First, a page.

How do sails work?
Article by Paul Bogataj
Sails are wings that use the wind to generate a force to move a boat. The following explanation of how this occurs can help understand how to maximize the performance achieved from sails.
Sails are Flexible Wings
It is useful to recognize what a typical sail is. They are normally built from a flexible material in order to allow the sail to work with the wind on either side to allow tacking. This is a significant restriction that prevents many shapes from being built because they would not be able to support themselves in the wind. This leads to the traditional triangular planform of sails, since the material below has to hang from the material above, which eventually is reduced to a point at the top of the mast. So, the problem becomes how to build and operate a flexible sail in the wind to produce a substantial force component to move the boat.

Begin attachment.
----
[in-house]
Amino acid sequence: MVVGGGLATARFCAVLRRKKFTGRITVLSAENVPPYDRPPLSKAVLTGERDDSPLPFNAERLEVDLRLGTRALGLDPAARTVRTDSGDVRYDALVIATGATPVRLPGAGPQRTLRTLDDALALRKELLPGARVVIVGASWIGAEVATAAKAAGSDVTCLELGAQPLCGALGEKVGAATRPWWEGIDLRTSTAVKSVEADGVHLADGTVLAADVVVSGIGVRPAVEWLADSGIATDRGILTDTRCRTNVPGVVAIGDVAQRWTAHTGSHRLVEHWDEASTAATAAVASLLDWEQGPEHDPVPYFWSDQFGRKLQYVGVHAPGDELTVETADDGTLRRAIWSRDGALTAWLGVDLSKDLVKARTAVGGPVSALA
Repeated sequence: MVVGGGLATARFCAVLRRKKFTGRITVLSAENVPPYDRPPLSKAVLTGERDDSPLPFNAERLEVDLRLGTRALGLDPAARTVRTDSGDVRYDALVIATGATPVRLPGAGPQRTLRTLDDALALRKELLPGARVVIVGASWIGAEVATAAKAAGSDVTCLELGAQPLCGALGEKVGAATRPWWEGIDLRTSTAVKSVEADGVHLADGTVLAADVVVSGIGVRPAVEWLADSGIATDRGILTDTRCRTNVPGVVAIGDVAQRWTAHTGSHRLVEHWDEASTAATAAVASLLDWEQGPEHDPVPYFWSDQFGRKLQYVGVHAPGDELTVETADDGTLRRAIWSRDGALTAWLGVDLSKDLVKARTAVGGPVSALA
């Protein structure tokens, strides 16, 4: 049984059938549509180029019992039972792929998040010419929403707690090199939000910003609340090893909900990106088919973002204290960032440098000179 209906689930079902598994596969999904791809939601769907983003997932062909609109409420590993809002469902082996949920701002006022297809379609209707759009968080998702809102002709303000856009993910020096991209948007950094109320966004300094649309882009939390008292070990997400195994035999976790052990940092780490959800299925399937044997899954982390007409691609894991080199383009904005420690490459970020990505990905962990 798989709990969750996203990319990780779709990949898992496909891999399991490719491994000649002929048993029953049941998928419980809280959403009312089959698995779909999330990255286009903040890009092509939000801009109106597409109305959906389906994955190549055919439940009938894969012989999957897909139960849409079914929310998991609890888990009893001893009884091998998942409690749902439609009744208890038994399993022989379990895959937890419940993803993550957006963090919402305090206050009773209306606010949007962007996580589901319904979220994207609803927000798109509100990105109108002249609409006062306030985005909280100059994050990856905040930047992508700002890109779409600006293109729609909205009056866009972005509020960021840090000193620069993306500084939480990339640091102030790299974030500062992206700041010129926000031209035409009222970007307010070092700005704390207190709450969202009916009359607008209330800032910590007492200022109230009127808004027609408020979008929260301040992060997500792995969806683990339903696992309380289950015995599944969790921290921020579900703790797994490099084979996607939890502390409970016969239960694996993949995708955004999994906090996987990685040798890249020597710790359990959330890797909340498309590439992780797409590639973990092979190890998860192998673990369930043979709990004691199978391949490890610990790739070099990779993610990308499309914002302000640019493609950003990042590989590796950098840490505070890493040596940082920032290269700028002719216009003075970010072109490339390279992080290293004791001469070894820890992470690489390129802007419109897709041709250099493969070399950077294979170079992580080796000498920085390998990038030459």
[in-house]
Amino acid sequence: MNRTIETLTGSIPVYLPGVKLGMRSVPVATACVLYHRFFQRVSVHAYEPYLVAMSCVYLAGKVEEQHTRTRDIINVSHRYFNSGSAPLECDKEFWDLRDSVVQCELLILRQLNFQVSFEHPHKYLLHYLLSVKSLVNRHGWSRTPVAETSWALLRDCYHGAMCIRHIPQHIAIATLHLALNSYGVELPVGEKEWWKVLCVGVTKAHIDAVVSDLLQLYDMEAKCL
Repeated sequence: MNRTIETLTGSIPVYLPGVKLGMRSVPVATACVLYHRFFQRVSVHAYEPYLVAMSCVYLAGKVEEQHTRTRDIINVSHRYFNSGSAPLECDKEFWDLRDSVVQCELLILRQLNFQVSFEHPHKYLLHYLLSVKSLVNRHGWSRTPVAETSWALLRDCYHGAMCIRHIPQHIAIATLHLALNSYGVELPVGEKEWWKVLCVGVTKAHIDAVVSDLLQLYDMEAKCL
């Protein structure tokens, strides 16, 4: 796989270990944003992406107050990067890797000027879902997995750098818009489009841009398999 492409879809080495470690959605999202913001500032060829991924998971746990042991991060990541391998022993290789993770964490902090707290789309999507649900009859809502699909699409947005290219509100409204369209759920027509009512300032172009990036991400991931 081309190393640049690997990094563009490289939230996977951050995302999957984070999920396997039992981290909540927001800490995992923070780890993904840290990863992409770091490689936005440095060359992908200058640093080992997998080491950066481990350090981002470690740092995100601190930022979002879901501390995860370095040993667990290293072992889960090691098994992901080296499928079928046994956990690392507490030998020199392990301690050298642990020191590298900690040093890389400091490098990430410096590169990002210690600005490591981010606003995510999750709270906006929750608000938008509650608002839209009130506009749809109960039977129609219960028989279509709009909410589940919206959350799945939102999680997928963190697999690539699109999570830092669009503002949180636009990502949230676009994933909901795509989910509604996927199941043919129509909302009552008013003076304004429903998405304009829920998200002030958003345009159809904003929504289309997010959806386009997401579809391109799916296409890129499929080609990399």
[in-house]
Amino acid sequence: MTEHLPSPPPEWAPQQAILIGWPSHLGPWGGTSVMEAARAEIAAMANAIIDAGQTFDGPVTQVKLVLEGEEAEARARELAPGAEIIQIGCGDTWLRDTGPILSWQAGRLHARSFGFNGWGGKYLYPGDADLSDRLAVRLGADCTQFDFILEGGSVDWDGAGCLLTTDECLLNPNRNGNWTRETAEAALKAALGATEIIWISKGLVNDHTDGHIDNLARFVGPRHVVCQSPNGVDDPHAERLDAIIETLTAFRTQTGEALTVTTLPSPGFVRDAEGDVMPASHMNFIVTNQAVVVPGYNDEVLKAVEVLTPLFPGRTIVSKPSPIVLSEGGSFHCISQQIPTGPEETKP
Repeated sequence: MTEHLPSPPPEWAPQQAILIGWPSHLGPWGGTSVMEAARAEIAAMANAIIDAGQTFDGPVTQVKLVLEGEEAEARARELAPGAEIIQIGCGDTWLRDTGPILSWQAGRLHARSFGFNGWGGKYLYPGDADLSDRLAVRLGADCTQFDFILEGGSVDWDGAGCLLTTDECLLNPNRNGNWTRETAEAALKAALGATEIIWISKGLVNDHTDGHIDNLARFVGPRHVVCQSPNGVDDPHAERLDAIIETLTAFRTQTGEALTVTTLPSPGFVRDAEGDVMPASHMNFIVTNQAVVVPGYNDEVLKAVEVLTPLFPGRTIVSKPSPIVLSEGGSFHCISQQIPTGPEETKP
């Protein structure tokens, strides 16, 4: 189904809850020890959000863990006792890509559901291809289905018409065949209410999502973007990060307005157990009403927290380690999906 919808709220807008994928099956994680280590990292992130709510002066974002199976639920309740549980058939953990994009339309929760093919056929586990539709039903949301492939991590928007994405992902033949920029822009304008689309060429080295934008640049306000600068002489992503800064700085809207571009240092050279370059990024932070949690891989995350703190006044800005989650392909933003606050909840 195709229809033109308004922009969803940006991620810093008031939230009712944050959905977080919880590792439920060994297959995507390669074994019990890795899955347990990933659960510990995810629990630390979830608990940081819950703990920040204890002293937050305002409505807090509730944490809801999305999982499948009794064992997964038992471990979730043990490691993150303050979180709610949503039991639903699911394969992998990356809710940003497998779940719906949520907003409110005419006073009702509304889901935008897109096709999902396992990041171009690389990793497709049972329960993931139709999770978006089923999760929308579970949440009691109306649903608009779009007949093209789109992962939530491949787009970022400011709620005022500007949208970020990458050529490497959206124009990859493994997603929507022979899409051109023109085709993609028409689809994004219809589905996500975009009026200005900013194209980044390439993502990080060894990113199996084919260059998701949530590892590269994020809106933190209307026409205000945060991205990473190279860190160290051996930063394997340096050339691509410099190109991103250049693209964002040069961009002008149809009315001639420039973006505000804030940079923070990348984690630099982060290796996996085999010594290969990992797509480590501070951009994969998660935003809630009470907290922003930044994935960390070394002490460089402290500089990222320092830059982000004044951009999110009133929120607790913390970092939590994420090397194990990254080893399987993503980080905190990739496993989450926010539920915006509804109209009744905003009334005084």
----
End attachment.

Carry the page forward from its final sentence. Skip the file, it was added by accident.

As the restriction that sails support themselves is diminished (full battens and stiffer materials for example), sails can evolve to be more efficient. Their appearance then becomes more wing-like and less sail-like. Analyzing how a sail works as a wing is useful, not just for modern sails that look more like wings, but also for very traditional sails that, while they look like sails, operate very much like wings.
Velocity and Pressure
Flow accelerates over the top surface of an airfoil, either because it is at an angle to the flow, or because the top has more curvature than the bottom, or both. When a fluid (like air or water) is accelerated, the pressure that it imparts on an adjoining surface decreases. This lower pressure pulling upward on the upper surface of a wing produces lift.
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